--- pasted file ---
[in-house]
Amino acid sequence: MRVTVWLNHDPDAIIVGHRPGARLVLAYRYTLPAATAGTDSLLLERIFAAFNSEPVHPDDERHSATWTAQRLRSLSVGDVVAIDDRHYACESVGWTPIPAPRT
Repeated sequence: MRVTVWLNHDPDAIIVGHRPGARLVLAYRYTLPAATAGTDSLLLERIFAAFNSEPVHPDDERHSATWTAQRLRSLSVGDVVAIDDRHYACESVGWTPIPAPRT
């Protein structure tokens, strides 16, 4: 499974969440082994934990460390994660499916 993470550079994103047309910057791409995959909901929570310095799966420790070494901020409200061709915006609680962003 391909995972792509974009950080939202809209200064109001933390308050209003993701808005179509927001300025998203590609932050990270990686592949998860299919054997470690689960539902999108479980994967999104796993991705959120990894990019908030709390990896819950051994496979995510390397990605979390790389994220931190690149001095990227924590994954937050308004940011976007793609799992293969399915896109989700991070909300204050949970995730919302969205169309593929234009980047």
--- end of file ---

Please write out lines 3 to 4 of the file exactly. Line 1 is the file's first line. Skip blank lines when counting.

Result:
Repeated sequence: MRVTVWLNHDPDAIIVGHRPGARLVLAYRYTLPAATAGTDSLLLERIFAAFNSEPVHPDDERHSATWTAQRLRSLSVGDVVAIDDRHYACESVGWTPIPAPRT
């Protein structure tokens, strides 16, 4: 499974969440082994934990460390994660499916 993470550079994103047309910057791409995959909901929570310095799966420790070494901020409200061709915006609680962003 391909995972792509974009950080939202809209200064109001933390308050209003993701808005179509927001300025998203590609932050990270990686592949998860299919054997470690689960539902999108479980994967999104796993991705959120990894990019908030709390990896819950051994496979995510390397990605979390790389994220931190690149001095990227924590994954937050308004940011976007793609799992293969399915896109989700991070909300204050949970995730919302969205169309593929234009980047």